What is immediately striking about Lee Fether’s 2013 self-portrait is how subtly undemonstrative it is. It is as far removed from a grand rhetorical statement about self as is possible to be. As such, it has a quiet insistent strength, an elusive, even enigmatic quality, that is curiously compelling.
Fether says, ‘It was painted in a relatively short time. I roughed out the form, position of the head and features. Then painted from life, concentrating on the light, and darks, and colours, the shapes I saw. Without analysing any emotions, just intensely looking without making any judgement. Too many preconceived notions about how I think I look/want to look/should look would get in the way of the painting process.’
In a meditative pose of still, unsmiling composure, the artist seems to look partially at the viewer but at the same time her gaze is abstracted leftwards. Her horn-rimmed glasses seem prominently to frame and accentuate the ambiguously directed nature of her glance. She has long appreciated looking at self-portraits, notably Rembrandt’s, as a way ‘to track and understand an artist’s progress’, and says ‘there is a sense of freedom when painting a self-portrait – no one else to consider and I don’t care how I come across. There is a freedom to be bolder, to know when it is finished. But it is also hard when looking at your reflected image, there is a need to stop making judgements or assumptions, and a need to be in a disconnected state of mind.’
Each and every detail – greenish eyes, high cheekbones, strong eyebrows, wisps of hair falling casually around her right ear, lines to the side of the mouth – is seen with unadorned clarity. The simplicity of her attire – a brown sweater or tee-shirt, an open necked, big-collared blouse or shirt – adds to an overall gently austere tenor. The palette itself is muted – browns, greens, pinks dexterously modulated in the figure against a backdrop wash of a light teal colour. The latter, along with lucid accents falling on the figure (especially the forehead), helps imbue the piece with an airy grace.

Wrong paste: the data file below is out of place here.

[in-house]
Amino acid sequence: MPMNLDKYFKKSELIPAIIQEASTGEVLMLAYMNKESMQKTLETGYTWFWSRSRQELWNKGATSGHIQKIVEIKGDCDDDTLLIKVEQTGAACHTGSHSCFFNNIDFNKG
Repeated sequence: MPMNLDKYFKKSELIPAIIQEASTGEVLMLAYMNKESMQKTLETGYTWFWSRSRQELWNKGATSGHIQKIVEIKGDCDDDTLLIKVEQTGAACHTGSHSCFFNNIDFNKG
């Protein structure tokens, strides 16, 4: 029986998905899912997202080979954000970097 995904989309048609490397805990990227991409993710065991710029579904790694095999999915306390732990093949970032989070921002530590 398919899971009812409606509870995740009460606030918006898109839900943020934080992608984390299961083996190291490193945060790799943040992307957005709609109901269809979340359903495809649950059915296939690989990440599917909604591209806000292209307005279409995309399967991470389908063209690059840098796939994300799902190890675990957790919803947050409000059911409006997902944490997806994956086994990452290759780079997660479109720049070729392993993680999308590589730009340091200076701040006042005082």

She says ‘I still refer to a book given to me when I was a child – I must have expressed some interest after a visit to the National Gallery – of plates of paintings by Degas. I still find his work the most inspirational of all. Composition is considered in a masterly way. There is just enough detail, no more than is needed, to suggest what he wants.’
An earlier radically exploratory self-portrait was included in the 2011 Ruth Borchard Self-Portrait competition and exhibition. Head and bare shoulders are set against a background fluctuating, left to right, from a very light blue to midnight blue – as though an exhilarating high wind has both shifted and sifted the elements, partly occluding, even obliterating the artist’s features so that her eyes are no longer visible. The effect is invigoratingly disorientating.
Lee Fether was born in north London in 1965. She studied Industrial Design at the Central School of of Art and Design, London, from 1983-87, and then worked as a product designer in London and Tokyo. After starting a family, she returned to life drawing and painting, taking classes at Greenwich Community College.
Her 2009 portrait of the actress and television star Gail Porter – and a 2015 portrait of the actress Dame Eileen Atkins – are each notable for their tellingly attenuated colour schemes and psychological acuity. Her 2011 portrait of the poet and children’s author Michael Rosen – depicted in the workshop of the Little Angel Theatre in Islington, where Rosen is a patron – is vividly naturalistic with an aptly surreal story-telling edge: a bulbous-eyed crocodile puppet is shown stretched over the subject’s shoulder, its huge regular white teeth glaring comically at us. This multi-layered, poignantly perspicacious painting is now in the collection of The National Portrait Gallery.